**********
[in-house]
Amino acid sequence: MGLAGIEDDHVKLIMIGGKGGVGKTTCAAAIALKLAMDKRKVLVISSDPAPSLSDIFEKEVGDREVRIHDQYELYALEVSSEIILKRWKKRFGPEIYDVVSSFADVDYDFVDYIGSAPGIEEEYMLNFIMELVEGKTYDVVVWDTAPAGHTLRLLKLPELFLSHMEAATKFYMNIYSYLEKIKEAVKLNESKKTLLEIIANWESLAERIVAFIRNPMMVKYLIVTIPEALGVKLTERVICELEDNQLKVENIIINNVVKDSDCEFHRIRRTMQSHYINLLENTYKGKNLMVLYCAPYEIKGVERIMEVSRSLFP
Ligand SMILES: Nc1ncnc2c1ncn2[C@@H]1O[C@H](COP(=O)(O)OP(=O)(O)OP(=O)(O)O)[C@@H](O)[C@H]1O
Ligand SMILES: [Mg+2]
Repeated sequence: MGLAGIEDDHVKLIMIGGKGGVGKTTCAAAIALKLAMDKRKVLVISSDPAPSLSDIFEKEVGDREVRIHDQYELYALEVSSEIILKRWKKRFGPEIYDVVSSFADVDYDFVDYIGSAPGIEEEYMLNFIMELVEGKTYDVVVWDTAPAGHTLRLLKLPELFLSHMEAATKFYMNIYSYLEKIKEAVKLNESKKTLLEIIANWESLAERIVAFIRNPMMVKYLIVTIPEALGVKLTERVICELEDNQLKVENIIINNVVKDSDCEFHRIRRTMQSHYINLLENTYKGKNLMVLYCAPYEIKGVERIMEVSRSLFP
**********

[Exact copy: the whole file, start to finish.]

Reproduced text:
[in-house]
Amino acid sequence: MGLAGIEDDHVKLIMIGGKGGVGKTTCAAAIALKLAMDKRKVLVISSDPAPSLSDIFEKEVGDREVRIHDQYELYALEVSSEIILKRWKKRFGPEIYDVVSSFADVDYDFVDYIGSAPGIEEEYMLNFIMELVEGKTYDVVVWDTAPAGHTLRLLKLPELFLSHMEAATKFYMNIYSYLEKIKEAVKLNESKKTLLEIIANWESLAERIVAFIRNPMMVKYLIVTIPEALGVKLTERVICELEDNQLKVENIIINNVVKDSDCEFHRIRRTMQSHYINLLENTYKGKNLMVLYCAPYEIKGVERIMEVSRSLFP
Ligand SMILES: Nc1ncnc2c1ncn2[C@@H]1O[C@H](COP(=O)(O)OP(=O)(O)OP(=O)(O)O)[C@@H](O)[C@H]1O
Ligand SMILES: [Mg+2]
Repeated sequence: MGLAGIEDDHVKLIMIGGKGGVGKTTCAAAIALKLAMDKRKVLVISSDPAPSLSDIFEKEVGDREVRIHDQYELYALEVSSEIILKRWKKRFGPEIYDVVSSFADVDYDFVDYIGSAPGIEEEYMLNFIMELVEGKTYDVVVWDTAPAGHTLRLLKLPELFLSHMEAATKFYMNIYSYLEKIKEAVKLNESKKTLLEIIANWESLAERIVAFIRNPMMVKYLIVTIPEALGVKLTERVICELEDNQLKVENIIINNVVKDSDCEFHRIRRTMQSHYINLLENTYKGKNLMVLYCAPYEIKGVERIMEVSRSLFP